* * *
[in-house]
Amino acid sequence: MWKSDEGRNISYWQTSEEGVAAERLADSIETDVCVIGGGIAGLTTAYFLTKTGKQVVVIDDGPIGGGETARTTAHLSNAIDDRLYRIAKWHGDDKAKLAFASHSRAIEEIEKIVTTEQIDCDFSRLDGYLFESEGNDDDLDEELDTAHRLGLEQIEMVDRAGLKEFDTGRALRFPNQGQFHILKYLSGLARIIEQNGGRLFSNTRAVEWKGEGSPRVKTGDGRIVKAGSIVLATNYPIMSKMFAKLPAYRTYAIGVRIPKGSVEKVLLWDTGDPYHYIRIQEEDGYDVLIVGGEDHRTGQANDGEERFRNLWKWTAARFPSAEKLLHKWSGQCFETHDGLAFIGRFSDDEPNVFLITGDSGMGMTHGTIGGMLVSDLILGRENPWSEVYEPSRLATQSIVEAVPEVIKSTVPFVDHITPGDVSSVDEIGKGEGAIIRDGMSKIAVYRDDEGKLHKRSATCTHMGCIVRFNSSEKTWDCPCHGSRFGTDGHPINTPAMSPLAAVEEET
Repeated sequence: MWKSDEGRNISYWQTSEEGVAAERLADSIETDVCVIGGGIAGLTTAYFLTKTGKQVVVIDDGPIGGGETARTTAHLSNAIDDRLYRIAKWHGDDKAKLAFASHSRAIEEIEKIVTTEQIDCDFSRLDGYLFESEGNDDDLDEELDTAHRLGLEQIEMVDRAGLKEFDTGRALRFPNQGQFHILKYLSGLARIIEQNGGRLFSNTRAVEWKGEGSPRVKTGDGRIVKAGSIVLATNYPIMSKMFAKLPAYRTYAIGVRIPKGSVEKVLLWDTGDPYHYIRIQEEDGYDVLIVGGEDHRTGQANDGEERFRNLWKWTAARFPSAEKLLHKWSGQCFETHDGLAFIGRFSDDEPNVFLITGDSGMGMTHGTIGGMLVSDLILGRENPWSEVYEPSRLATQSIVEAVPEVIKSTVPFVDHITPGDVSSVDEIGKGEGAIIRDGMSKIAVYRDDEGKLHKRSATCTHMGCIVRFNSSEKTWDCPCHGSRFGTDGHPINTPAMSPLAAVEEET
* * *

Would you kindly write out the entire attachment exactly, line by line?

[in-house]
Amino acid sequence: MWKSDEGRNISYWQTSEEGVAAERLADSIETDVCVIGGGIAGLTTAYFLTKTGKQVVVIDDGPIGGGETARTTAHLSNAIDDRLYRIAKWHGDDKAKLAFASHSRAIEEIEKIVTTEQIDCDFSRLDGYLFESEGNDDDLDEELDTAHRLGLEQIEMVDRAGLKEFDTGRALRFPNQGQFHILKYLSGLARIIEQNGGRLFSNTRAVEWKGEGSPRVKTGDGRIVKAGSIVLATNYPIMSKMFAKLPAYRTYAIGVRIPKGSVEKVLLWDTGDPYHYIRIQEEDGYDVLIVGGEDHRTGQANDGEERFRNLWKWTAARFPSAEKLLHKWSGQCFETHDGLAFIGRFSDDEPNVFLITGDSGMGMTHGTIGGMLVSDLILGRENPWSEVYEPSRLATQSIVEAVPEVIKSTVPFVDHITPGDVSSVDEIGKGEGAIIRDGMSKIAVYRDDEGKLHKRSATCTHMGCIVRFNSSEKTWDCPCHGSRFGTDGHPINTPAMSPLAAVEEET
Repeated sequence: MWKSDEGRNISYWQTSEEGVAAERLADSIETDVCVIGGGIAGLTTAYFLTKTGKQVVVIDDGPIGGGETARTTAHLSNAIDDRLYRIAKWHGDDKAKLAFASHSRAIEEIEKIVTTEQIDCDFSRLDGYLFESEGNDDDLDEELDTAHRLGLEQIEMVDRAGLKEFDTGRALRFPNQGQFHILKYLSGLARIIEQNGGRLFSNTRAVEWKGEGSPRVKTGDGRIVKAGSIVLATNYPIMSKMFAKLPAYRTYAIGVRIPKGSVEKVLLWDTGDPYHYIRIQEEDGYDVLIVGGEDHRTGQANDGEERFRNLWKWTAARFPSAEKLLHKWSGQCFETHDGLAFIGRFSDDEPNVFLITGDSGMGMTHGTIGGMLVSDLILGRENPWSEVYEPSRLATQSIVEAVPEVIKSTVPFVDHITPGDVSSVDEIGKGEGAIIRDGMSKIAVYRDDEGKLHKRSATCTHMGCIVRFNSSEKTWDCPCHGSRFGTDGHPINTPAMSPLAAVEEET